Review by Michael Jacobson
Jena Malone, Mandy Moore, Macaulay Culkin, Patrick Fugit, Ava Amurri,
Martin Donovan, Mary Louise Parker
Director: Brian Dannelly
Audio: Dolby Digital 5.1
Video: Anamorphic Widescreen 1.85:1
Features: See Review
Length: 92 Minutes
Release Date: October 5, 2004
only one reason Christian girls come down to the Planned Parenthood."
planting a pipe bomb?"
upon a time, Hollywood made comedies that stereotyped African Americans. Depictions
of toothy grinned, watermelon chomping, chicken stealing, jig dancing black
folks like Mantan or Steppin' Fetchit flickered across the screen, and
was good clean fun? Well, maybe not
if you happened to be of the same kind of people that were being ridiculed and
made out to be less than human for the sake of mass entertainment.
But some people just can't take a joke, right?
what was said back in those ugly, embarrassing days of racially insensitive
humor. Thankfully, our culture has
grown somewhat beyond finding the belittling of an entire race of people for
jollies as a viable pastime. Heck,
the only groups left that are politically okay to belittle for the bemusement of
the great masses are fat people and Christians. Nothing terribly wrong with that, huh?
you happen to be a fat person or a Christian.
I happen to be both. And
I'm not so self-conscious that I can't laugh at myself, or even roll with a
few jokes at my expense. But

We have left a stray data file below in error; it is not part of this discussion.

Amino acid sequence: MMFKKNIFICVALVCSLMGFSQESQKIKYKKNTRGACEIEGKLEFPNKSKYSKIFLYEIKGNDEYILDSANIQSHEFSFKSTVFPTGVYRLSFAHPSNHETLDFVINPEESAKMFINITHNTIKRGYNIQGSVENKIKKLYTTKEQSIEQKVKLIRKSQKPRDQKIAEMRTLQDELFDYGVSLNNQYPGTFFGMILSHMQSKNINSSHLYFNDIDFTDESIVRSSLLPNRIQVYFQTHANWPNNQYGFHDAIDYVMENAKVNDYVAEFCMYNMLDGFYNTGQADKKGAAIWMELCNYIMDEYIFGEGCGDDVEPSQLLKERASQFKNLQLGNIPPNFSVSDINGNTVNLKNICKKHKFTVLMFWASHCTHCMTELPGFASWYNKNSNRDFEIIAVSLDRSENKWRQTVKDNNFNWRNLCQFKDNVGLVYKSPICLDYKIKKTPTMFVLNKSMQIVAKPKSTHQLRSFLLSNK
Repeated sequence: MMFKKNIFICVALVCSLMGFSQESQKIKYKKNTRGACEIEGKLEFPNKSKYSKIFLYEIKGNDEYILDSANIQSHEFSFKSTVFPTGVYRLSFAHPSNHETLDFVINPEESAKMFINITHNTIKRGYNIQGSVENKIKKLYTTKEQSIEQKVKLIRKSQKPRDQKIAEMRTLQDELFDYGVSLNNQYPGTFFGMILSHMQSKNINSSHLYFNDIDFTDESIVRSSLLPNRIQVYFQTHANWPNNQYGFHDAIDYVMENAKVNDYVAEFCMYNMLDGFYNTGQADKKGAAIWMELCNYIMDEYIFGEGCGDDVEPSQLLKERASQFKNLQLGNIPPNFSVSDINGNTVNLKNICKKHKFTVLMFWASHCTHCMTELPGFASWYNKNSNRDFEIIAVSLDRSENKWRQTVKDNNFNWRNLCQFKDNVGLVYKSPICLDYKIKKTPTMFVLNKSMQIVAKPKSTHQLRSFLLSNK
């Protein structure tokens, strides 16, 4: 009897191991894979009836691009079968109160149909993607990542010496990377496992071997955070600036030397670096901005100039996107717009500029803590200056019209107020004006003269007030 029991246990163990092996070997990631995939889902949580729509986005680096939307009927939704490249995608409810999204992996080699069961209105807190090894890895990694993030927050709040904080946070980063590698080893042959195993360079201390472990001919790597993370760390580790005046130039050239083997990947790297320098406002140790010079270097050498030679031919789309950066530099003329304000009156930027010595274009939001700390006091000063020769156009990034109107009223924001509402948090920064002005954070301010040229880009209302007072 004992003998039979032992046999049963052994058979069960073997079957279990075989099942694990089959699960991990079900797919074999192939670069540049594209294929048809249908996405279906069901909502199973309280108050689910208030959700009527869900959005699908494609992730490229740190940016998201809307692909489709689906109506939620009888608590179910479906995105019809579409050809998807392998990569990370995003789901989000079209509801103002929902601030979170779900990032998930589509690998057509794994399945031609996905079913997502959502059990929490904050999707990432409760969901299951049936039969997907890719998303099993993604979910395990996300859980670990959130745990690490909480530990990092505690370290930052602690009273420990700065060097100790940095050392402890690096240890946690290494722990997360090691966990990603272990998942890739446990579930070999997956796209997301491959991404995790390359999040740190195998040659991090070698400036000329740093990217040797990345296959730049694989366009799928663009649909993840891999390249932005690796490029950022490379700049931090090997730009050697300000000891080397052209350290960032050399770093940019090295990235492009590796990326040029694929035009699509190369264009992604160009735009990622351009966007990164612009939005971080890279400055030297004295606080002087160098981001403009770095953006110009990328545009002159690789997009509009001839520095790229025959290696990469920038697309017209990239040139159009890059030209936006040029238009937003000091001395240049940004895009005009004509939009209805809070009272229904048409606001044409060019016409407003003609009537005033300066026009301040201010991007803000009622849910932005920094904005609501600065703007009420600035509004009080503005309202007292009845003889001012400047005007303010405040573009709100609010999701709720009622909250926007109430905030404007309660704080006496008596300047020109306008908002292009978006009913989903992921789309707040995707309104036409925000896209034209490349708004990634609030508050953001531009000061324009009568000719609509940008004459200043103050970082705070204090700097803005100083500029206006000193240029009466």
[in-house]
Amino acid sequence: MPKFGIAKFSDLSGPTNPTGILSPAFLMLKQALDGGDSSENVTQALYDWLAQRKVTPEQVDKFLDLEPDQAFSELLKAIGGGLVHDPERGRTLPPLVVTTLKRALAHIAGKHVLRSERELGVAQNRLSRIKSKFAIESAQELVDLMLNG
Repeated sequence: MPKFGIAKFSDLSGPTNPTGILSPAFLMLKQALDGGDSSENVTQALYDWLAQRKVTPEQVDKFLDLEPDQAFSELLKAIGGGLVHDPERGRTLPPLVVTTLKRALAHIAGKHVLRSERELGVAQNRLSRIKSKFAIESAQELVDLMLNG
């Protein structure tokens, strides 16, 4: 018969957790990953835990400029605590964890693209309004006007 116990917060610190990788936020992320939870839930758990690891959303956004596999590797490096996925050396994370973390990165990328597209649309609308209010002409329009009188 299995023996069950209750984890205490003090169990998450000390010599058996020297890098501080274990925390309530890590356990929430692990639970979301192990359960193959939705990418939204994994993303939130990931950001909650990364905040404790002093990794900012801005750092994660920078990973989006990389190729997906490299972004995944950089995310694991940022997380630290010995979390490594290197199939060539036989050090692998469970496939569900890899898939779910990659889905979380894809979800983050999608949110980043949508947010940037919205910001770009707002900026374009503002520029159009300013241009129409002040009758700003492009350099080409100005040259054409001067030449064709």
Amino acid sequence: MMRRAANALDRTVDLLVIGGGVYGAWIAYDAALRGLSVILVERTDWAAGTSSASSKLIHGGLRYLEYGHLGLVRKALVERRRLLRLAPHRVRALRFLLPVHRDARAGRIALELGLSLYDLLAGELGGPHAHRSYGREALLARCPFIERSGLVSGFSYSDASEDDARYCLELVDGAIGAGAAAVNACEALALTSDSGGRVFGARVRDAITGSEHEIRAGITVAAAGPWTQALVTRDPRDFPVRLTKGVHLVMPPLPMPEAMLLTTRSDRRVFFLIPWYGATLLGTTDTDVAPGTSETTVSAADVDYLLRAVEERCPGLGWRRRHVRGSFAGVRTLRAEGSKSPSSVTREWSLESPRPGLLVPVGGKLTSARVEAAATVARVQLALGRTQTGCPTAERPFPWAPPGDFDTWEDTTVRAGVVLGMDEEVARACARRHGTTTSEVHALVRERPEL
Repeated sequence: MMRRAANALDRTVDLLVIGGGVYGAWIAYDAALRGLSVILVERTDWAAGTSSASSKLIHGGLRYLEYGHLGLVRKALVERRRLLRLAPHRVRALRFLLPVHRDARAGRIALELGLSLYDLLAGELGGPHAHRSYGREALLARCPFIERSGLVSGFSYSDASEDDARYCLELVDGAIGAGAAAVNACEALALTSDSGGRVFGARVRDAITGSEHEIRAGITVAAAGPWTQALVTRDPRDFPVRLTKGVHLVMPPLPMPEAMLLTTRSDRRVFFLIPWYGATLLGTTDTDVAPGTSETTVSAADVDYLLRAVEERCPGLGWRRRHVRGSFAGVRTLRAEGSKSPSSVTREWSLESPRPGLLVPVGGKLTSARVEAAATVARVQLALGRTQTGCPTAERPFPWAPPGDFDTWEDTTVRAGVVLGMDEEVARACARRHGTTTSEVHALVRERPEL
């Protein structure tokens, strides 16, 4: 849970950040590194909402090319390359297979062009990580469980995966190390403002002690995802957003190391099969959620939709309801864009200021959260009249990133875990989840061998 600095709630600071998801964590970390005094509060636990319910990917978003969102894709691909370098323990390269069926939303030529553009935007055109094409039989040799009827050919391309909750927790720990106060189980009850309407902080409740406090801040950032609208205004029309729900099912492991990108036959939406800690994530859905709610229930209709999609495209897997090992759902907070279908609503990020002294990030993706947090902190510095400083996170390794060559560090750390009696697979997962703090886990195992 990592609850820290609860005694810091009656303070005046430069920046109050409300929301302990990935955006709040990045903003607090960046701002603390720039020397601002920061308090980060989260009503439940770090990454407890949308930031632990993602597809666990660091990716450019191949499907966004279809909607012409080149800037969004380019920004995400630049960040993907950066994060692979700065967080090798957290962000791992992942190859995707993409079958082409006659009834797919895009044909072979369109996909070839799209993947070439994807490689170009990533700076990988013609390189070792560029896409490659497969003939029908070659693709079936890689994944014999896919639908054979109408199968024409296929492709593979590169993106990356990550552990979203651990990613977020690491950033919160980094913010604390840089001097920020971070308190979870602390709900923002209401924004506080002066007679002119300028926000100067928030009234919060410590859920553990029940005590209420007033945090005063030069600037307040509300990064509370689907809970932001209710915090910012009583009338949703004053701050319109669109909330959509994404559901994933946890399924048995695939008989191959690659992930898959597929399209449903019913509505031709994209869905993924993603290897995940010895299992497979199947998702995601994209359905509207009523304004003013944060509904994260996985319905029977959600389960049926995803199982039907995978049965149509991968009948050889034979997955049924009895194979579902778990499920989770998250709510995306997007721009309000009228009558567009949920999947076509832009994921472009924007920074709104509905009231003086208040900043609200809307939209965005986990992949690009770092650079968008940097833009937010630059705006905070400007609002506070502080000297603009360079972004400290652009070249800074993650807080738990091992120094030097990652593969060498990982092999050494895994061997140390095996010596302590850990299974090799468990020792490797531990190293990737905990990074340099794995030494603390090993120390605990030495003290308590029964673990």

sometimes, you look at a film like Saved, and you think about it, and you
think about the way Christians are constantly portrayed in cinema today and the
way our black citizens were once portrayed, and you begin to realize that things
like these only pretend to be born out of humor.
The sad truth is, they're born out of hatred, crafted by careless hands
who would much rather belittle than understand, and who would much rather tear
others down than build themselves up.
are the last group of people expected to sit still and take it while everything
we hold sacred is desecrated in the name of art, freedom of expression, and so
on and so forth. If someone with no
talent wants to earn a little fame and notoriety by floating a crucifix in urine
or covering an image of the Virgin Mary in feces, we'd best not offer a
protest, or we run the risk of being called narrow minded, intolerant, and
persecutors of others. Show Song
of the South on a big screen, and cries of bigotry and discrimination erupt
from coast to coast. Show Saved,